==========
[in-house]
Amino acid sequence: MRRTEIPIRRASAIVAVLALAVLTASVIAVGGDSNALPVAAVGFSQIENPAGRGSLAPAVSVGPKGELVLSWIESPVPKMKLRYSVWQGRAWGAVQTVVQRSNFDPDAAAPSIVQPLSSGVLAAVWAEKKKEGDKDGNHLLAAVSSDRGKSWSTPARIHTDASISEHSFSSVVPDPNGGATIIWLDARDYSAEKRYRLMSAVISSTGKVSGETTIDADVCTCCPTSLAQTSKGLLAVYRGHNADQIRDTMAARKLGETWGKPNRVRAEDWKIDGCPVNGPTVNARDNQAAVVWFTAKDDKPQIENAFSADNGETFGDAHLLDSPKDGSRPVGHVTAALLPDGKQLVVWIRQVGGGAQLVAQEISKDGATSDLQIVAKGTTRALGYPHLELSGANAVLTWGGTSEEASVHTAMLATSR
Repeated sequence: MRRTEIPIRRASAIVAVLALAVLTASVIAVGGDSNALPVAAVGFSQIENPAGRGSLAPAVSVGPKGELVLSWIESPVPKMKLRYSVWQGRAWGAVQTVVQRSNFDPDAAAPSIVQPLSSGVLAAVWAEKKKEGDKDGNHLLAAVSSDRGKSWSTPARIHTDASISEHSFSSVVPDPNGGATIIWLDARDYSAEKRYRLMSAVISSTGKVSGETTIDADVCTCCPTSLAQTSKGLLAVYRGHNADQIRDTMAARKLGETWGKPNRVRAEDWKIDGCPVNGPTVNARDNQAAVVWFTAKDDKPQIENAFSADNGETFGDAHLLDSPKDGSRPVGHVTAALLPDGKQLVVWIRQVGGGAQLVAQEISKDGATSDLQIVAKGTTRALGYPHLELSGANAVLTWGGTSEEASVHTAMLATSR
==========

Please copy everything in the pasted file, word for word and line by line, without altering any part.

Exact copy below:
[in-house]
Amino acid sequence: MRRTEIPIRRASAIVAVLALAVLTASVIAVGGDSNALPVAAVGFSQIENPAGRGSLAPAVSVGPKGELVLSWIESPVPKMKLRYSVWQGRAWGAVQTVVQRSNFDPDAAAPSIVQPLSSGVLAAVWAEKKKEGDKDGNHLLAAVSSDRGKSWSTPARIHTDASISEHSFSSVVPDPNGGATIIWLDARDYSAEKRYRLMSAVISSTGKVSGETTIDADVCTCCPTSLAQTSKGLLAVYRGHNADQIRDTMAARKLGETWGKPNRVRAEDWKIDGCPVNGPTVNARDNQAAVVWFTAKDDKPQIENAFSADNGETFGDAHLLDSPKDGSRPVGHVTAALLPDGKQLVVWIRQVGGGAQLVAQEISKDGATSDLQIVAKGTTRALGYPHLELSGANAVLTWGGTSEEASVHTAMLATSR
Repeated sequence: MRRTEIPIRRASAIVAVLALAVLTASVIAVGGDSNALPVAAVGFSQIENPAGRGSLAPAVSVGPKGELVLSWIESPVPKMKLRYSVWQGRAWGAVQTVVQRSNFDPDAAAPSIVQPLSSGVLAAVWAEKKKEGDKDGNHLLAAVSSDRGKSWSTPARIHTDASISEHSFSSVVPDPNGGATIIWLDARDYSAEKRYRLMSAVISSTGKVSGETTIDADVCTCCPTSLAQTSKGLLAVYRGHNADQIRDTMAARKLGETWGKPNRVRAEDWKIDGCPVNGPTVNARDNQAAVVWFTAKDDKPQIENAFSADNGETFGDAHLLDSPKDGSRPVGHVTAALLPDGKQLVVWIRQVGGGAQLVAQEISKDGATSDLQIVAKGTTRALGYPHLELSGANAVLTWGGTSEEASVHTAMLATSR